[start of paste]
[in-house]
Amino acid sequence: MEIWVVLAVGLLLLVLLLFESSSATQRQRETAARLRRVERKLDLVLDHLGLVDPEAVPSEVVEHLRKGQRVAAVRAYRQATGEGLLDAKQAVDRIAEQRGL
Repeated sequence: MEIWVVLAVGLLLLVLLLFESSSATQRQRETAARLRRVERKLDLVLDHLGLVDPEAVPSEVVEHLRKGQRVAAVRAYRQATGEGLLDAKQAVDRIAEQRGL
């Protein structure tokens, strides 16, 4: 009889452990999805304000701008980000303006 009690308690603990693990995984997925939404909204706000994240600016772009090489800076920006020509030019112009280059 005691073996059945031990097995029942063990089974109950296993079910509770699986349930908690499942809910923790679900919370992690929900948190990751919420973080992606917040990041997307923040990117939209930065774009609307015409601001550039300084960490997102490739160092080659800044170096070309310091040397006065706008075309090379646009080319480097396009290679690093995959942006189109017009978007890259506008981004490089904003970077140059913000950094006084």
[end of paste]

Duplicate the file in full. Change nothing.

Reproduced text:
[in-house]
Amino acid sequence: MEIWVVLAVGLLLLVLLLFESSSATQRQRETAARLRRVERKLDLVLDHLGLVDPEAVPSEVVEHLRKGQRVAAVRAYRQATGEGLLDAKQAVDRIAEQRGL
Repeated sequence: MEIWVVLAVGLLLLVLLLFESSSATQRQRETAARLRRVERKLDLVLDHLGLVDPEAVPSEVVEHLRKGQRVAAVRAYRQATGEGLLDAKQAVDRIAEQRGL
């Protein structure tokens, strides 16, 4: 009889452990999805304000701008980000303006 009690308690603990693990995984997925939404909204706000994240600016772009090489800076920006020509030019112009280059 005691073996059945031990097995029942063990089974109950296993079910509770699986349930908690499942809910923790679900919370992690929900948190990751919420973080992606917040990041997307923040990117939209930065774009609307015409601001550039300084960490997102490739160092080659800044170096070309310091040397006065706008075309090379646009080319480097396009290679690093995959942006189109017009978007890259506008981004490089904003970077140059913000950094006084």